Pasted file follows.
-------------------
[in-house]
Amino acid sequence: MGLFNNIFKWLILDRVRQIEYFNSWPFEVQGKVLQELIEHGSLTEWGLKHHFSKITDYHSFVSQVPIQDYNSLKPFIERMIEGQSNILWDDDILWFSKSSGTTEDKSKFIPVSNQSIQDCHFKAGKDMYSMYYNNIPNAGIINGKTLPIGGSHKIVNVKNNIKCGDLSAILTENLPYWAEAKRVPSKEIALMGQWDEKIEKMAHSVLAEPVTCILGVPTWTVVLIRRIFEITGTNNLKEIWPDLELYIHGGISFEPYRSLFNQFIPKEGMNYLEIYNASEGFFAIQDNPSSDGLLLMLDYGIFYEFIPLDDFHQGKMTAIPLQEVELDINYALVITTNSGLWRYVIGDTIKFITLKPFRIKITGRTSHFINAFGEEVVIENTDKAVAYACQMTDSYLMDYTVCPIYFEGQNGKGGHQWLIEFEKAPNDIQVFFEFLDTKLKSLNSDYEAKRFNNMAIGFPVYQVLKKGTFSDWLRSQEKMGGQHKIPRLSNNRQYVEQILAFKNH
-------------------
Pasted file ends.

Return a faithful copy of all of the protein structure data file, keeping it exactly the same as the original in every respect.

[in-house]
Amino acid sequence: MGLFNNIFKWLILDRVRQIEYFNSWPFEVQGKVLQELIEHGSLTEWGLKHHFSKITDYHSFVSQVPIQDYNSLKPFIERMIEGQSNILWDDDILWFSKSSGTTEDKSKFIPVSNQSIQDCHFKAGKDMYSMYYNNIPNAGIINGKTLPIGGSHKIVNVKNNIKCGDLSAILTENLPYWAEAKRVPSKEIALMGQWDEKIEKMAHSVLAEPVTCILGVPTWTVVLIRRIFEITGTNNLKEIWPDLELYIHGGISFEPYRSLFNQFIPKEGMNYLEIYNASEGFFAIQDNPSSDGLLLMLDYGIFYEFIPLDDFHQGKMTAIPLQEVELDINYALVITTNSGLWRYVIGDTIKFITLKPFRIKITGRTSHFINAFGEEVVIENTDKAVAYACQMTDSYLMDYTVCPIYFEGQNGKGGHQWLIEFEKAPNDIQVFFEFLDTKLKSLNSDYEAKRFNNMAIGFPVYQVLKKGTFSDWLRSQEKMGGQHKIPRLSNNRQYVEQILAFKNH